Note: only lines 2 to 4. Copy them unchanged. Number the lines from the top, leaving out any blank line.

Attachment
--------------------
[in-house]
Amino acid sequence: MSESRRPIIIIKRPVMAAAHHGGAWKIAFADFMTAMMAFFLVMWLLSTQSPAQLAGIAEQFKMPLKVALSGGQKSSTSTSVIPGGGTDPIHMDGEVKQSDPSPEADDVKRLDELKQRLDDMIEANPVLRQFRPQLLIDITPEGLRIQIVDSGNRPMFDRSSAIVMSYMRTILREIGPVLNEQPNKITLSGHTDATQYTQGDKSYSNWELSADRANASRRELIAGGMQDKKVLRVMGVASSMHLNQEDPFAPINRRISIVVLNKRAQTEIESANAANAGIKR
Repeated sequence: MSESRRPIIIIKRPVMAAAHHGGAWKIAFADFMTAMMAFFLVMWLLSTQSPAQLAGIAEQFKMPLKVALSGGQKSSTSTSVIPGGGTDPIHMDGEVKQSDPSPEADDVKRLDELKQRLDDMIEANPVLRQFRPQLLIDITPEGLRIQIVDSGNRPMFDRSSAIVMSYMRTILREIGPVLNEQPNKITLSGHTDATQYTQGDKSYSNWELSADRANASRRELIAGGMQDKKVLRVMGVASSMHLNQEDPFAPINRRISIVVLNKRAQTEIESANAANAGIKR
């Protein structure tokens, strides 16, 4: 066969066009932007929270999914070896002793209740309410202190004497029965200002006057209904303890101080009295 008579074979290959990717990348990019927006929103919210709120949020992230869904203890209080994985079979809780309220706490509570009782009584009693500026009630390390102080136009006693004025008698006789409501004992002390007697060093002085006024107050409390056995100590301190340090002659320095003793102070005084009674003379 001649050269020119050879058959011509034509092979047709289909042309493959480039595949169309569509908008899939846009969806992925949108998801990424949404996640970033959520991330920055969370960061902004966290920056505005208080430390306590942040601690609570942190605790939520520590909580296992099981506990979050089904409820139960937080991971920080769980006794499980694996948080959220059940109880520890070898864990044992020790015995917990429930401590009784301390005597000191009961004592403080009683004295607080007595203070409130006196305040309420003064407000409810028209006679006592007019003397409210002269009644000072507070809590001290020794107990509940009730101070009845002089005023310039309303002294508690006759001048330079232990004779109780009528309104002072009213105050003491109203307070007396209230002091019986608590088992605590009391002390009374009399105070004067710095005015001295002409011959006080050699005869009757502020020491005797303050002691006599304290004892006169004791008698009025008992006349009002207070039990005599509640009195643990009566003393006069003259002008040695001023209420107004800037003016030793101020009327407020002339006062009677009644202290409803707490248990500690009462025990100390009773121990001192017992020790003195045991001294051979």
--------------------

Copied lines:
Amino acid sequence: MSESRRPIIIIKRPVMAAAHHGGAWKIAFADFMTAMMAFFLVMWLLSTQSPAQLAGIAEQFKMPLKVALSGGQKSSTSTSVIPGGGTDPIHMDGEVKQSDPSPEADDVKRLDELKQRLDDMIEANPVLRQFRPQLLIDITPEGLRIQIVDSGNRPMFDRSSAIVMSYMRTILREIGPVLNEQPNKITLSGHTDATQYTQGDKSYSNWELSADRANASRRELIAGGMQDKKVLRVMGVASSMHLNQEDPFAPINRRISIVVLNKRAQTEIESANAANAGIKR
Repeated sequence: MSESRRPIIIIKRPVMAAAHHGGAWKIAFADFMTAMMAFFLVMWLLSTQSPAQLAGIAEQFKMPLKVALSGGQKSSTSTSVIPGGGTDPIHMDGEVKQSDPSPEADDVKRLDELKQRLDDMIEANPVLRQFRPQLLIDITPEGLRIQIVDSGNRPMFDRSSAIVMSYMRTILREIGPVLNEQPNKITLSGHTDATQYTQGDKSYSNWELSADRANASRRELIAGGMQDKKVLRVMGVASSMHLNQEDPFAPINRRISIVVLNKRAQTEIESANAANAGIKR
């Protein structure tokens, strides 16, 4: 066969066009932007929270999914070896002793209740309410202190004497029965200002006057209904303890101080009295 008579074979290959990717990348990019927006929103919210709120949020992230869904203890209080994985079979809780309220706490509570009782009584009693500026009630390390102080136009006693004025008698006789409501004992002390007697060093002085006024107050409390056995100590301190340090002659320095003793102070005084009674003379 001649050269020119050879058959011509034509092979047709289909042309493959480039595949169309569509908008899939846009969806992925949108998801990424949404996640970033959520991330920055969370960061902004966290920056505005208080430390306590942040601690609570942190605790939520520590909580296992099981506990979050089904409820139960937080991971920080769980006794499980694996948080959220059940109880520890070898864990044992020790015995917990429930401590009784301390005597000191009961004592403080009683004295607080007595203070409130006196305040309420003064407000409810028209006679006592007019003397409210002269009644000072507070809590001290020794107990509940009730101070009845002089005023310039309303002294508690006759001048330079232990004779109780009528309104002072009213105050003491109203307070007396209230002091019986608590088992605590009391002390009374009399105070004067710095005015001295002409011959006080050699005869009757502020020491005797303050002691006599304290004892006169004791008698009025008992006349009002207070039990005599509640009195643990009566003393006069003259002008040695001023209420107004800037003016030793101020009327407020002339006062009677009644202290409803707490248990500690009462025990100390009773121990001192017992020790003195045991001294051979």